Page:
Four pieces offered a glimpse of Doug Varone's artistic range, each uniquely poignant and impressive in its own right on Thursday night. This past week the Joyce Theater featured Doug Varone and Dancers, a New York-based company founded by choreographer Doug Varone in 1986. The evening's program provided works of varying tones, each created at different stages of Varone's choreographic development.
First on the program was "Possession," choreographed in 1994 for a group of nine dancers. Dressed in loosely fitting white and off-white costumes, illuminated with soft yellow light, the dancers moved with a smoothness and warmth that conveyed a truly heartfelt sense of companionship. Varone himself danced beautifully, in spite of his recently replaced hip, though he set himself apart from his younger company in acknowledgement of the physical boundaries of his age.
The piece had two distinct quartets with distinct dynamics-one of elder and veteran members of the company, the other of the newer, more youthful and athletic members-possibly portraying relationships specific to periods of life. Overall, the choreography and dancing were breathtaking-this work particularly exhibits Varone's talent for shaping groups and forms, however large or small, creating a sweeping momentum that flows beautifully both within and between the dancers.
Following "Possession" was "The Bench Quartet," a shorter work dating to the year the company was established. As the title would imply, "The Bench Quartet" began with four dancers seated on a bench, center stage, facing the audience. The dancers moved, though slightly at first, in response to the score and each other's impulses. As Bach's Cantata swelled and grew, so did the movements with a steady and logical crescendo that eventually took all four dancers off the bench and into the broad phrases and gestures that characterize Varone's choreography.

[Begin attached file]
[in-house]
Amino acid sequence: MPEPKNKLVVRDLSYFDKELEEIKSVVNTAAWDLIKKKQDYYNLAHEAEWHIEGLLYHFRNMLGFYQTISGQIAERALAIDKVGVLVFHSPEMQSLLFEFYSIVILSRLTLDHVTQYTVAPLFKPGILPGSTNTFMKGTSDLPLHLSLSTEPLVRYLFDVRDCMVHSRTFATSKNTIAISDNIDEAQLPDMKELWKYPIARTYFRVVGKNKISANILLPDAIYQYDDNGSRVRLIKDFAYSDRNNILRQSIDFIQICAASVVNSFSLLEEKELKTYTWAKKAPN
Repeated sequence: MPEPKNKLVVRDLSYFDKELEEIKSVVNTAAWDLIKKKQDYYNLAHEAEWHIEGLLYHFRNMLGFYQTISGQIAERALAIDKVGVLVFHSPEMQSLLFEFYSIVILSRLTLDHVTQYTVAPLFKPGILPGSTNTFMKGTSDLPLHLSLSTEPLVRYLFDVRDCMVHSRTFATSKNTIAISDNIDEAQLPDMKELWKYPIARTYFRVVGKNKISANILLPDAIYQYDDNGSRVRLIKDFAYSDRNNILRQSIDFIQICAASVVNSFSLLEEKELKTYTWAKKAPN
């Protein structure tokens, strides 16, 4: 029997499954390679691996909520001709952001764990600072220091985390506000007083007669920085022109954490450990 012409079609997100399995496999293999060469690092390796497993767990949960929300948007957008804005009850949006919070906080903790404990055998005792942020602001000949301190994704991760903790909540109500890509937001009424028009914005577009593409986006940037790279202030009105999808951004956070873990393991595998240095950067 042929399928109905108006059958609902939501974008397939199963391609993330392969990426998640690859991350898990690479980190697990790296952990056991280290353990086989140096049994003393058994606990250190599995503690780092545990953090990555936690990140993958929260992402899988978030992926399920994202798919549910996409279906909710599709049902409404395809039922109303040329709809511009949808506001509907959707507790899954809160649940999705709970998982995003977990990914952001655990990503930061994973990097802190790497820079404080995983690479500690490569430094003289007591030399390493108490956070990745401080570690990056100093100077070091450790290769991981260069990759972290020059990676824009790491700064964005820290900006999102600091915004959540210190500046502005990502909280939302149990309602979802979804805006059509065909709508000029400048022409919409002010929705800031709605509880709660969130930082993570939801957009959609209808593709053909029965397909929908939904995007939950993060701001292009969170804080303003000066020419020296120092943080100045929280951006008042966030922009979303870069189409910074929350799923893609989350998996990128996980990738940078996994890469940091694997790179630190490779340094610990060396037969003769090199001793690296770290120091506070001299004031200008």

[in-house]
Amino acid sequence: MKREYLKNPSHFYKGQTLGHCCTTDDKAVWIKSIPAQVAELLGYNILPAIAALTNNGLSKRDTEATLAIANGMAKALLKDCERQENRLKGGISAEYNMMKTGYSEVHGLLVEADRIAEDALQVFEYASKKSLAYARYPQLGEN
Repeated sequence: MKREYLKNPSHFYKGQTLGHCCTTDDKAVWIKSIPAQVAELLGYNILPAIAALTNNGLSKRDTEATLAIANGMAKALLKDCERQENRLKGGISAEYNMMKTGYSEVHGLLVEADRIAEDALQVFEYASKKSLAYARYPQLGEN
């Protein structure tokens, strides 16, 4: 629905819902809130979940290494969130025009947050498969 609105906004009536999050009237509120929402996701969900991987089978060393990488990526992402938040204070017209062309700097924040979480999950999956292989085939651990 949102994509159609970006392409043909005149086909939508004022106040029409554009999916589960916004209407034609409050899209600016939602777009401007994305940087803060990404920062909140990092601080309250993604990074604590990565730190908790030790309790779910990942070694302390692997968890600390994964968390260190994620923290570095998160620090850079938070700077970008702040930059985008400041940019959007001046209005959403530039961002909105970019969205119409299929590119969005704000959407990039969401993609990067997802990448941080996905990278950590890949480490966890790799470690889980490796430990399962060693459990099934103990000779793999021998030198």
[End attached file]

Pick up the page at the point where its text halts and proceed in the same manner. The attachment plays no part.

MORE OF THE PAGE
"Bel Canto" offered a much lighter tone to the program. The dancers wore bright-red velvet and patterns appropriate for bus seats, a clever artistic choice that immediately defined the work as a humorous one. Certainly, the choreography lived up to the expectations set by the costuming. Particular moments of the piece stuck out as especially entertaining-Eddie Taketa running across the stage, arms swinging back and chest sticking out, Doug Varone and Daniel Charon's recurring duets. The entire work highlighted the witty and ironic facet of Varone's artistic breadth.
Concluding the program was the New York premiere of "Boats Leaving," an emotionally evocative piece set to a hymnlike score by Arvo Part and lit by Jane Cox's dramatic design. The fog that filled the stage created the eerie glow of docks at daybreak and made visible the powerful rays of light that permeated the space. Like "Possession," this work fully utilized the capability of the dancers and the momentous dynamic of a large group, but it also sharply contrasted these moments with tableaus of absolute stillness. Every touch was perceptible, every movement charged with emotional energy.